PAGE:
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The Women of the Wall


Despite the elections, the little turf wars of Israeli society continue to add to the tensions of daily life. Here’s a story about another political campaign over the right of some women to pray at the Western Wall in Jerusalem in a manner of their choosing.

Of course, this is not an issue over the right to pray. Jewish men and women have been praying at the Western Wall for thousands of years. Israel won control of the Old City back in 1967. Then for the first time it came under Israeli control. The realities of Israeli religious life have inevitably affected decisions about how the area around the Wall is managed. Since the Orthodox rabbinate, for better or for worse (in my opinion the latter), dictates state religious policy, anything that offends their religious sensibilities can be blocked. That is the reality. Women who go to pray at the Wall are segregated. I the past it might have been voluntary. Now it is obligatory. There are arguments both in favor and against, but that is the current state of affairs arrived at through legitimate political bargaining, however much one may object to the process.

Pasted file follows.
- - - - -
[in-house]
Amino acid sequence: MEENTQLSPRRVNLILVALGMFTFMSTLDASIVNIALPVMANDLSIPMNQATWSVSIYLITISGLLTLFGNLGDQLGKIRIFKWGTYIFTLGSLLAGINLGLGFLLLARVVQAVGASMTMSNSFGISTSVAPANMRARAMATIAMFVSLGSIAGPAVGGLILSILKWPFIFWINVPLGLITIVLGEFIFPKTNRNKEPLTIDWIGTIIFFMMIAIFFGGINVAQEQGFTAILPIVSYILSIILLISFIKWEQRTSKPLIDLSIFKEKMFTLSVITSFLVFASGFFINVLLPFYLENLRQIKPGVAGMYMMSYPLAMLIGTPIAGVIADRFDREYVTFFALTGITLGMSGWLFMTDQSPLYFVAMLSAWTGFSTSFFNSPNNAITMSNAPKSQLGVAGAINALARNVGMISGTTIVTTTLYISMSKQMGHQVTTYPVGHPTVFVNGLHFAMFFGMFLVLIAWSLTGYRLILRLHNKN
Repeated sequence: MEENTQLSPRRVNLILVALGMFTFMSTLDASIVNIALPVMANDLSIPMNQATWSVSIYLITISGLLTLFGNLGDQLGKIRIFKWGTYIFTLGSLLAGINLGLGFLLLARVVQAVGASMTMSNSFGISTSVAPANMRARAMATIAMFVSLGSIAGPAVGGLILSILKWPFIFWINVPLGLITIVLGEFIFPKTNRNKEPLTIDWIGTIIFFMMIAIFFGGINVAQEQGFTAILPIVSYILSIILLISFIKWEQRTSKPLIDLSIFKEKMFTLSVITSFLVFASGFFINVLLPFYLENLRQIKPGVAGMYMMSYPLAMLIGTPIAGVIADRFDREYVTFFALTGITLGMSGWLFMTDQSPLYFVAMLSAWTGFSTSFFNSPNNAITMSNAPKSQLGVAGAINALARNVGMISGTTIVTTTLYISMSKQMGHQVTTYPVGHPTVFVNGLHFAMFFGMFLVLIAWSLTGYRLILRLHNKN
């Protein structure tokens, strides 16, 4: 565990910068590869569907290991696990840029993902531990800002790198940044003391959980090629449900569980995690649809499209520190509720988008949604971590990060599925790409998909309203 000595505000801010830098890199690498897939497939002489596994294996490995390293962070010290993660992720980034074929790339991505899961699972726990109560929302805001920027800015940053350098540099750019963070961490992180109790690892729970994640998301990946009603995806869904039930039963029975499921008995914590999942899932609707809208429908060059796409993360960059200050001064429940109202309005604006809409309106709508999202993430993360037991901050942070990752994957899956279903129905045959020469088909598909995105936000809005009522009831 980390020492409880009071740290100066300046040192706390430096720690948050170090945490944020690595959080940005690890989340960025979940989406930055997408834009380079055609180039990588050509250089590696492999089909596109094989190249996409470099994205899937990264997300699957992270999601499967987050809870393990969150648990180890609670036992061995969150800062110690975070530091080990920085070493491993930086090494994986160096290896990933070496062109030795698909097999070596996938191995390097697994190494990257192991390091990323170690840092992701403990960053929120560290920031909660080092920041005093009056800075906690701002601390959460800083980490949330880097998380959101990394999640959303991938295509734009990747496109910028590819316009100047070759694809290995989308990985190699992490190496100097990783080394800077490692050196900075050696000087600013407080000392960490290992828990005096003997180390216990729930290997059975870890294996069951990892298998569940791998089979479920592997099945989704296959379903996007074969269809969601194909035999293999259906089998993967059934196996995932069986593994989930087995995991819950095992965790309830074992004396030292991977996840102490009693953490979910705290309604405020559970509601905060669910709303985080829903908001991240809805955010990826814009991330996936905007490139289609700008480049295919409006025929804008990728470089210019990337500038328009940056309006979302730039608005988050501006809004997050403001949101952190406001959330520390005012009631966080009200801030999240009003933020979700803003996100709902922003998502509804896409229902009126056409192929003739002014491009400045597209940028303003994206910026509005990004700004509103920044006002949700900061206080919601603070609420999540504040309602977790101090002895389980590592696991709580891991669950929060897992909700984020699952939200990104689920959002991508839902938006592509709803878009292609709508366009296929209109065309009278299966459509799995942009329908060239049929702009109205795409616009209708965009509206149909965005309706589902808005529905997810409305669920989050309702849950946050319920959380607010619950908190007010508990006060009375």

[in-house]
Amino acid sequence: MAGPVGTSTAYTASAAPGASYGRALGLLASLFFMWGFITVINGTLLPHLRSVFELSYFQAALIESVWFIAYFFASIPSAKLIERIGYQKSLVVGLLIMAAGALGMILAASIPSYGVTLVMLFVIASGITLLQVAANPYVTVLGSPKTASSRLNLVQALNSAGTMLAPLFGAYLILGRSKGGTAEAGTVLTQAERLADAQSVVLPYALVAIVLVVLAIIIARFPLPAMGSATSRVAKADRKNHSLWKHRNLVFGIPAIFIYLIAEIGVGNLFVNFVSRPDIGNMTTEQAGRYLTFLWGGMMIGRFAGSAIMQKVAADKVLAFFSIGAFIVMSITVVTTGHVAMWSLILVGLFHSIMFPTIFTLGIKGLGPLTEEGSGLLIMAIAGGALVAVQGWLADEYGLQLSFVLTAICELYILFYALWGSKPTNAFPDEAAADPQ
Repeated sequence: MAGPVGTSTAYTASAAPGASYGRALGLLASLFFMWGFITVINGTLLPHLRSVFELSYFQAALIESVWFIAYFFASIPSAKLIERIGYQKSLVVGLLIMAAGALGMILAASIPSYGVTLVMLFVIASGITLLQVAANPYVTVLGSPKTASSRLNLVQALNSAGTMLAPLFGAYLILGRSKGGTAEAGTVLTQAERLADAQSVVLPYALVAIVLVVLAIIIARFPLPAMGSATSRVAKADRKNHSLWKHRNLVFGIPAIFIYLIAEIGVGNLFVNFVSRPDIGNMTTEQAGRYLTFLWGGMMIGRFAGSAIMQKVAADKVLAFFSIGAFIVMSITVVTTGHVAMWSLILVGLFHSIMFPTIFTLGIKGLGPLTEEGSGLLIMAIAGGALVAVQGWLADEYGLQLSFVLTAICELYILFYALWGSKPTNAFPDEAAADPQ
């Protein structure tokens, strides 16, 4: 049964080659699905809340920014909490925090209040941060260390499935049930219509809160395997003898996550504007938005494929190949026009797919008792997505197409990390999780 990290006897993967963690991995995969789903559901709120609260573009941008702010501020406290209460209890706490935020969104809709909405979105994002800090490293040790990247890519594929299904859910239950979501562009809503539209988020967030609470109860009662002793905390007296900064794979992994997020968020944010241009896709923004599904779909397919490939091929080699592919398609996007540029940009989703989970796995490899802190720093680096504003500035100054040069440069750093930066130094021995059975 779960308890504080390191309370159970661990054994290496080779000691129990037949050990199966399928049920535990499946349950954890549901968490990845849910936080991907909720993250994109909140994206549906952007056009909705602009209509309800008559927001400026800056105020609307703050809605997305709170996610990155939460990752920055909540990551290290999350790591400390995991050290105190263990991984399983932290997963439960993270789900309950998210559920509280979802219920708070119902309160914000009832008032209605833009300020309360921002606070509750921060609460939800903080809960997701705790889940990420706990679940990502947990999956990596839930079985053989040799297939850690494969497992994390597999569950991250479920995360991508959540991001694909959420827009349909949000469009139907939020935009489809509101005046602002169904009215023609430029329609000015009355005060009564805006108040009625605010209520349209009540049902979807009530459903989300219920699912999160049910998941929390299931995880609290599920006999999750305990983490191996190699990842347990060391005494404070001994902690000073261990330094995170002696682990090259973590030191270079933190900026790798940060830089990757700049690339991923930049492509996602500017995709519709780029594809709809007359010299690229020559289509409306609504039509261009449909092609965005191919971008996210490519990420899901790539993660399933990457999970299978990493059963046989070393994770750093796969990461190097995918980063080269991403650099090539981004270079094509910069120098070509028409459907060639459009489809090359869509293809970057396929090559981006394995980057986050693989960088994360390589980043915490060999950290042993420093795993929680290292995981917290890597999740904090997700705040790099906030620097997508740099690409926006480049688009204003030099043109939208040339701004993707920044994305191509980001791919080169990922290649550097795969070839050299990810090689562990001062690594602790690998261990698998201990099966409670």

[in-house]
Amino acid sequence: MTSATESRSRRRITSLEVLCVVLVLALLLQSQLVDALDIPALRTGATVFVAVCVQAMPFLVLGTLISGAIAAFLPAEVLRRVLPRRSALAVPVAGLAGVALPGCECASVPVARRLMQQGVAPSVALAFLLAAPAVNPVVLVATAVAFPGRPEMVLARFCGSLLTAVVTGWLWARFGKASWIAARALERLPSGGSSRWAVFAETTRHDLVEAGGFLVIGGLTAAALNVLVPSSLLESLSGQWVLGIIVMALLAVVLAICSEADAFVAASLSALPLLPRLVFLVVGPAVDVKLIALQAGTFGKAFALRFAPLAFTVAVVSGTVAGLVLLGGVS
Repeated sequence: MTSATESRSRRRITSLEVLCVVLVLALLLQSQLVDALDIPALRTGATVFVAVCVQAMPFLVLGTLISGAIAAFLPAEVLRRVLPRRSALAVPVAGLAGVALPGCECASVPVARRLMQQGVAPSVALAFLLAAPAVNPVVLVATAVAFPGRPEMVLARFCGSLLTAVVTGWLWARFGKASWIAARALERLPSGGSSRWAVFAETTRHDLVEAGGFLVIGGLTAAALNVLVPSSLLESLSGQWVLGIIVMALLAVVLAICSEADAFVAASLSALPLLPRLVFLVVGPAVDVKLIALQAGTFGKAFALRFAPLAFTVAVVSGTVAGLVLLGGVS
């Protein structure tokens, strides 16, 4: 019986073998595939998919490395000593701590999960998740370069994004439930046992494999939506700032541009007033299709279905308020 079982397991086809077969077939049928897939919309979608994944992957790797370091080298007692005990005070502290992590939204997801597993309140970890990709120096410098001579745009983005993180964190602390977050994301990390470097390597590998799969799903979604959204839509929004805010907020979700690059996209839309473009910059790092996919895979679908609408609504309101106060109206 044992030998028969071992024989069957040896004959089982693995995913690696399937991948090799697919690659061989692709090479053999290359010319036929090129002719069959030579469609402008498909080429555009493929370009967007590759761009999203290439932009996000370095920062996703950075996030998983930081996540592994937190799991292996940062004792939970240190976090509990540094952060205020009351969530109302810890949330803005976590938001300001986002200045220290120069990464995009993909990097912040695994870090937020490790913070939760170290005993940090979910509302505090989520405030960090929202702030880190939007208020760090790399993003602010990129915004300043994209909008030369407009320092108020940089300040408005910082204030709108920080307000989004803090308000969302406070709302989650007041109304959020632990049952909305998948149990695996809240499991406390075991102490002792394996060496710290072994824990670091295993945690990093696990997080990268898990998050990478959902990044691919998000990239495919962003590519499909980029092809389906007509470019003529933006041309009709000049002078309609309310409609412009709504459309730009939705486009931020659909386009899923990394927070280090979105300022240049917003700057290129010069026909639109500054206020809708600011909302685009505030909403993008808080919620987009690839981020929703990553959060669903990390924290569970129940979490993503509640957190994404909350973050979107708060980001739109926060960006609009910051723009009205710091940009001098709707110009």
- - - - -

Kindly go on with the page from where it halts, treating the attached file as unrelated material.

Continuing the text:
Reform Judaism, which emerged in Germany in the nineteenth century, does not accept Orthodoxy and is offended by much of it. But since the majority of Israelis are descended from communities with no Reform tradition, that majority is seemingly happy for Orthodoxy to be the default position. In the Diaspora, of course, it is different. Nevertheless, losing ground in the USA, Reform and Conservative movements are rallying behind women campaigning to pray at the Wall in their manner and ritual. In fact, they have been given space near Robinson’s Arch to do so. But that is not enough. They want to queer the establishment pitch.

Anat Hoffman, of the Israel Religious Action Center of the Israel Movement for Progressive Judaism, has repeatedly tried to pray in an overt display in the main section of the Wall, that offends, however irrationally (and I stress I personally have absolutely no objection whatsoever ). She has been regularly arrested and thwarted. A groundswell of support in Conservative and Reform communities is turning her stand into a cause celebre. I believe she is misguided however noble her intentions.